“You smell, like, really good today,” Karma says.
They’re snuggled up on Amy’s bed getting ready for a Don’t Trust The B In Apartment 23 Netflix marathon. It’s the sort of thing that couldn’t have happened six months ago, when everything was awful and they tiptoed around each other like strangers and Amy spent all of her time listening to Bon Iver and wanting to forget her whole life. Then one day, Karma finally lost it and shouted, ‘Look, we both screwed up, and we both screwed Liam Booker, but I will actually die if we’re not best friends anymore, so fuck this awkward bullshit! Fuck it right in its dumb face!’ Amy’s mom came in during that last part, which wasn’t stellar, but ever since then it’s been better.
So now, it feels pretty much normal to be like this—curled up together having sleepover number seven billion.
(The fact that Karma’s wearing a cutesy little pink nightgown instead of a tanktop and sweats is a little weird, but whatever. Karma’s figuring herself out. If that means sleeping like I Dream of Jeannie, go for it.)
Amy will always feel all warm and fuzzy and hearts-in-her-eyes over Karma, at least in some corner of her heart, but it’s time to put that heart corner to rest. Move on. Karma even offered to help her with her online dating profile. Maybe now Amy will actually be able to take a profile picture that doesn’t make her look weirdly like Andy Samberg in a wig.
So instead of reading like twelve different hopeful meanings into what Karma said, Amy just replies, “Oh, the power of daily showering” and shoves a handful of popcorn into her mouth.
Karma grabs a lock of Amy’s hair and twines it around her finger, then leans in and inhales. “Mmm! Is that new shampoo?”
“Huh. Well—” Karma tugs on Amy’s hair, but not hard enough to hurt. “It’s good shampoo.”
“Thanks, weirdo,” Amy says, and goes to press play. She’s ready to get her Van der Beek on.
But Karma apparently isn’t, because she starts—running her fingertip over Amy’s neck. Oookay. “And your skin is so soft today. Like, that right there is a good neck.”
“Are you planning to murder me and make a coat out of my remains?” Amy feels obligated to ask.
“What?” Karma pulls her hand away fast. “No. Why?”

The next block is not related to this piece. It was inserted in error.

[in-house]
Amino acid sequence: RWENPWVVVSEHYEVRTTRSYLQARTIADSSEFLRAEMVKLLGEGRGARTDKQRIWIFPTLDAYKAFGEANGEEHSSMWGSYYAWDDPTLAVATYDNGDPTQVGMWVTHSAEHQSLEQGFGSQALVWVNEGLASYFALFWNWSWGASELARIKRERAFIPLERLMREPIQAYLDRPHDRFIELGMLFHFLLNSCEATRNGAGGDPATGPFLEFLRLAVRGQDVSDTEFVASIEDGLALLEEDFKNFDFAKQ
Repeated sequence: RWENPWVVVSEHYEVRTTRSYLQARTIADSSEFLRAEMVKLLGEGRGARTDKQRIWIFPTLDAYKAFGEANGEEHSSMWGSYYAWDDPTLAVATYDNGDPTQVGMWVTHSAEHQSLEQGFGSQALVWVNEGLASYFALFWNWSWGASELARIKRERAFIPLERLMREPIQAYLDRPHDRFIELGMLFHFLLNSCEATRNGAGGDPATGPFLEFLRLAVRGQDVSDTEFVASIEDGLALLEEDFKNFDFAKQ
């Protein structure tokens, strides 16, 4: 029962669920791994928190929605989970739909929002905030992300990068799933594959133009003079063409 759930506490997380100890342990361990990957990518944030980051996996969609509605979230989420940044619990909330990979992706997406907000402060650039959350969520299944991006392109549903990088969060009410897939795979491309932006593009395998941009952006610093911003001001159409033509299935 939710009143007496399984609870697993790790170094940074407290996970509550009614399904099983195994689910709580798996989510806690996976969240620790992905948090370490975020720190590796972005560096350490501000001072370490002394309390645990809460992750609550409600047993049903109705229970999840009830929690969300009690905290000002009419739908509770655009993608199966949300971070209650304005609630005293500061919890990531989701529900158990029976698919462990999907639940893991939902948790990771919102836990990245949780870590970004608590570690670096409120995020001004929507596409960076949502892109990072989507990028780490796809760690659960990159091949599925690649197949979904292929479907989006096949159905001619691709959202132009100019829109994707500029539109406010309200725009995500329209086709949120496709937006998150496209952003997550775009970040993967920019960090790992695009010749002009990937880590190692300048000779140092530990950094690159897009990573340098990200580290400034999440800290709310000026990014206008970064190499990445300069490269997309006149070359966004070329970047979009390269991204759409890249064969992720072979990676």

“You’re just acting a little Cruella de Hannibal.” Amy shrugs. “That’s all.”
Karma stares at her for just a little too long, eyes bright and determined in that familiar troubling Karma way, and then says, “And you’re good enough to eat.”
“Are you high?”
“No!” Karma exclaims, looking suddenly really miserable.
Amy knows that look. “Are you ... gonna throw up?”
“I’m fine. Just – let me sit a minute, okay?”
“What’s wrong? Stomach flu? Or hey,” Amy adds with a lame-on-purpose chuckle, “maybe you’re pregnant.”
Karma rolls her eyes. “Oh yeah, from all that sex I’m never having again with Liam Booker.”
“You haven’t even eaten half of that yet,” Amy observes, gesturing to Karma’s carton of ice cream, “and you can usually eat like a carton and a half of ice cream no problem. It’s one of your most awesome qualities.”
“It’s not the ice cream,” Karma mumbles.
After so many years, Amy is good at going into default nursing mode. A little comprehensive list pops up in her brain, ‘Things That Make Karma Hurl,’ and she scrolls past asparagus (this is definitely a No Asparagus kind of party) and remembers—
Interacting with cute boys makes Karma nervous-vomit.
Not that there are any cute boys around, unless you count the Beek, and they’re like ten years too young to be susceptible to that Dawson’s Creek spell.
So that means that the only ... cute ... person around is ...
“Wait,” Amy says, “were you flirting with me?”
Karma lets out a huge, frustrated sigh and hits Amy with a pillow. “Oh my God, yes, finally! I thought I was going to have to throw my underwear at you or something.”
“You’ve done that before,” Amy reminds her, wrinkling her nose at the memory. This is the easiest thing to focus on. “It was in no way flirty.”
“Well, you called Justin Bieber the King of the Buttheads. I had to punish you.”
Amy gives her a Look.
Annoyed, Karma says, “Obviously, you were right. But there’s no way I could have known that in 2010! None of us could have!”